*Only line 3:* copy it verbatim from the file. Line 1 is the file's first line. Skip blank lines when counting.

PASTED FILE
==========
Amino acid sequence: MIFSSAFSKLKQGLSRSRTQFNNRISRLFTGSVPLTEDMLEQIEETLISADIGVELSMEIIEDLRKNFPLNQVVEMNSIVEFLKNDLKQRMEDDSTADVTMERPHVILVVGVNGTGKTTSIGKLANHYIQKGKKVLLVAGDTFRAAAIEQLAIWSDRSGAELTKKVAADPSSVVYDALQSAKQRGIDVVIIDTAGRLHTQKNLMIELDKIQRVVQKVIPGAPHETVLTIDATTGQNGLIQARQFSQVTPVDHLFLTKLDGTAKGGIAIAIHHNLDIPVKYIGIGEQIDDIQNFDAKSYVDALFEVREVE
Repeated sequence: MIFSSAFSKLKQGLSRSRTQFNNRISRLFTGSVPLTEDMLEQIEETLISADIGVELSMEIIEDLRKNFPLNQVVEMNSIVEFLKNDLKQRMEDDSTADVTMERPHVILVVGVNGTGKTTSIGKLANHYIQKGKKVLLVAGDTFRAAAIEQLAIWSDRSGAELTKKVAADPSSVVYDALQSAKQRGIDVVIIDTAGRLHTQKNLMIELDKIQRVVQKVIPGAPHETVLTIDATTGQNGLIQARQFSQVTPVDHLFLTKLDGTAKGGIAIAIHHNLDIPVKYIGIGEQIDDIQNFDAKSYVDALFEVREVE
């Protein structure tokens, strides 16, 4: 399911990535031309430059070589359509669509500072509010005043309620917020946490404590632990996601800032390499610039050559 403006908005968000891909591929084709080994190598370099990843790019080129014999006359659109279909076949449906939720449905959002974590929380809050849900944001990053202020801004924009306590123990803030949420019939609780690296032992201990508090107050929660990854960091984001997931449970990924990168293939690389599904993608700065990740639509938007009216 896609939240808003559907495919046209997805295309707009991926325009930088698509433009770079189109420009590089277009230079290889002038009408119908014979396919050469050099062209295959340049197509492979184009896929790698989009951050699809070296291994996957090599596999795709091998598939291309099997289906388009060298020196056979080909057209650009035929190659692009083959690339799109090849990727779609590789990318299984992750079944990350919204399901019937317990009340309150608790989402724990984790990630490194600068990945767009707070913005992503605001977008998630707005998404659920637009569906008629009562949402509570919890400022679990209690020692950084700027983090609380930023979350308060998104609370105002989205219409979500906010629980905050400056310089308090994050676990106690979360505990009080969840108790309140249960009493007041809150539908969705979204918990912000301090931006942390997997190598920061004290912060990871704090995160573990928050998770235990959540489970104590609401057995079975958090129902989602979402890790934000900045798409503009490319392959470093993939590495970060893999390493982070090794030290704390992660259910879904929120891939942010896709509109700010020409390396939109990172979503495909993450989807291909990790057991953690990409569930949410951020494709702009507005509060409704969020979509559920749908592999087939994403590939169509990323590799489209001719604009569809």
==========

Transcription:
């Protein structure tokens, strides 16, 4: 399911990535031309430059070589359509669509500072509010005043309620917020946490404590632990996601800032390499610039050559 403006908005968000891909591929084709080994190598370099990843790019080129014999006359659109279909076949449906939720449905959002974590929380809050849900944001990053202020801004924009306590123990803030949420019939609780690296032992201990508090107050929660990854960091984001997931449970990924990168293939690389599904993608700065990740639509938007009216 896609939240808003559907495919046209997805295309707009991926325009930088698509433009770079189109420009590089277009230079290889002038009408119908014979396919050469050099062209295959340049197509492979184009896929790698989009951050699809070296291994996957090599596999795709091998598939291309099997289906388009060298020196056979080909057209650009035929190659692009083959690339799109090849990727779609590789990318299984992750079944990350919204399901019937317990009340309150608790989402724990984790990630490194600068990945767009707070913005992503605001977008998630707005998404659920637009569906008629009562949402509570919890400022679990209690020692950084700027983090609380930023979350308060998104609370105002989205219409979500906010629980905050400056310089308090994050676990106690979360505990009080969840108790309140249960009493007041809150539908969705979204918990912000301090931006942390997997190598920061004290912060990871704090995160573990928050998770235990959540489970104590609401057995079975958090129902989602979402890790934000900045798409503009490319392959470093993939590495970060893999390493982070090794030290704390992660259910879904929120891939942010896709509109700010020409390396939109990172979503495909993450989807291909990790057991953690990409569930949410951020494709702009507005509060409704969020979509559920749908592999087939994403590939169509990323590799489209001719604009569809």